Photocatalysis is regarded as a promising application technology in the fields of air cleaning and water purification [1]. Over the years, many semiconductor materials have been exploited for photocatalysis. As an important kind of V-VI-VII main group ternary semiconductors, bismuth oxide haloids (BiOXs, X = Cl, Br, I) have a layered structure consisting of alternately arranged [Bi2O2]2+ mono layers and dual X layers [2]. This layered structure facilitates the separation of photogenerated electron-hole pairs; therefore BiOXs could show excellent photocatalytic activity [3]. For example, Zhang et al. [4] have found better performance of BiOCl in the photocatalytic degradation of methyl orange as compared to the standard TiO2 (P25, Degussa). However, BiOCl absorbs only UV light and is theoretical inability to degrade organic contaminants under visible light due to its wide band gap. As a result, widespread efforts have been dedicated to the exploration of functional BiOCl-based visible light photocatalysts by incorporating metal ions or coupling with other semiconductors [5].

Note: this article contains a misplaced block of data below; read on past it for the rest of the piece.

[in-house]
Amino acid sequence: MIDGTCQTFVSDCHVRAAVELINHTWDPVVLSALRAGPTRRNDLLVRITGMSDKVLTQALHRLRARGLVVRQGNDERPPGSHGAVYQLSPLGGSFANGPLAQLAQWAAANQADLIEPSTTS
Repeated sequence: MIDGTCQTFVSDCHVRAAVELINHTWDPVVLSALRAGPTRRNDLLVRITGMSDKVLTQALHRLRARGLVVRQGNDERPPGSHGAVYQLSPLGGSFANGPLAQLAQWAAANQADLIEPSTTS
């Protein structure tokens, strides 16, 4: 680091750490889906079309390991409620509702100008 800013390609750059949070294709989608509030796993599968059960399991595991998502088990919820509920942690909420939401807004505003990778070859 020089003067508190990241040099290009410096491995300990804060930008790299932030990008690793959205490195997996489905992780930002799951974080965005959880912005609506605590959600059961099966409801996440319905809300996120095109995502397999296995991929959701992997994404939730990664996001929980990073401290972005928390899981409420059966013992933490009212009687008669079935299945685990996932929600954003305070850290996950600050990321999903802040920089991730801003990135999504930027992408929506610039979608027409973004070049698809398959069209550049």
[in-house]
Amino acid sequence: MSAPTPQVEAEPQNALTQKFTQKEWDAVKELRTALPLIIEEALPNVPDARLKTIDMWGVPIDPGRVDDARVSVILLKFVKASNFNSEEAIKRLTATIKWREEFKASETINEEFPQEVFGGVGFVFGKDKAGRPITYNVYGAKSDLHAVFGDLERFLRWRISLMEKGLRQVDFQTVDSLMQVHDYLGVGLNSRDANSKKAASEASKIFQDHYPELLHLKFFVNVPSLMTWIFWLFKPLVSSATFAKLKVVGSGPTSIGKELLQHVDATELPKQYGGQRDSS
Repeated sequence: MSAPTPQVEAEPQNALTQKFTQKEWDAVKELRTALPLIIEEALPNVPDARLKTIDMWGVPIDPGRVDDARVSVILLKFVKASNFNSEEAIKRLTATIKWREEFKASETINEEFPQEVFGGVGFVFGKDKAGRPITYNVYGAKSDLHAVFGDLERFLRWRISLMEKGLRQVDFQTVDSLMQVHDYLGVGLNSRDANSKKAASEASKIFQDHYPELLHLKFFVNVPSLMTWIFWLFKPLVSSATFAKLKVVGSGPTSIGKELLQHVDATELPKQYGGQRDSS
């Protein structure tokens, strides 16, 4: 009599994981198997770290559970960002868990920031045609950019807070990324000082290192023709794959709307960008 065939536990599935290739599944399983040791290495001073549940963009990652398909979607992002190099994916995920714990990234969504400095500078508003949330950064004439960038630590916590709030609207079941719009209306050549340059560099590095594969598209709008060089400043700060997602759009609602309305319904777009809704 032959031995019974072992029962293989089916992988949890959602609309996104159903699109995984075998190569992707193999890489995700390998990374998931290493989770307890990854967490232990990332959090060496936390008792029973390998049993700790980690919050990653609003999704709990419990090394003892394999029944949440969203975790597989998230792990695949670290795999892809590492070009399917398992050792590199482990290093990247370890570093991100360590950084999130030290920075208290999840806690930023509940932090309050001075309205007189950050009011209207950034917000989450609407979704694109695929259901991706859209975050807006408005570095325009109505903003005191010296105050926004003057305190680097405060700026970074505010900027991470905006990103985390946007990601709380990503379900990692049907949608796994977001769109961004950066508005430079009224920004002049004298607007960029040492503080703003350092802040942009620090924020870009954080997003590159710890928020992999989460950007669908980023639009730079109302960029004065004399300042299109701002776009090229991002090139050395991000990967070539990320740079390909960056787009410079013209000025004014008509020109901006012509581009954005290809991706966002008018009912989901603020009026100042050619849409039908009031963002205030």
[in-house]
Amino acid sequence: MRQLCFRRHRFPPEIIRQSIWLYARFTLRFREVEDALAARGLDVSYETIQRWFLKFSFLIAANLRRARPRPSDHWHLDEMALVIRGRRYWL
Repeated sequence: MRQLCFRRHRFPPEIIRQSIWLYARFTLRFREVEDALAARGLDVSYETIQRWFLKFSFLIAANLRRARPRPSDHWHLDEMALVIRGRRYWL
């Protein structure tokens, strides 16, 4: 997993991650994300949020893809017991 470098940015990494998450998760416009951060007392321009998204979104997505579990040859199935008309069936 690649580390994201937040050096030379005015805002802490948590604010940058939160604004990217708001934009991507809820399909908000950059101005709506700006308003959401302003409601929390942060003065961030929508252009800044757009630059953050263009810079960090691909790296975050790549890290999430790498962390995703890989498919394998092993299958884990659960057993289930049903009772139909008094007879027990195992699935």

In a pioneering study by Asahi et al. [6], nitrogen doped TiO2 (N-TiO2) was utilized to narrow the band gap of TiO2 for the attainment of photocatalytic activity under visible light. While the use of nitrogen doping is still under debate, the concept of nitrogen doping has been successfully employed to reduce the band gap for other types of photocatalysts [7], such as ZnO [8], SrTiO3 [9], and Sr2Ta2O7 [10]. Inspired by the success of N-TiO2 endowed with photocatalytic activity under visible light, it is feasible to apply the nitrogen doping on BiOCl to make BiOCl visible light active.

Herein, N-BiOCl sample was synthesized by an ethylenediamine-assisted hydrothermal method. Its photocatalytic activity was evaluated under visible light for the degradation of Rhodamine B (RhB) solution and compared to the pure BiOCl sample.

2. Experimental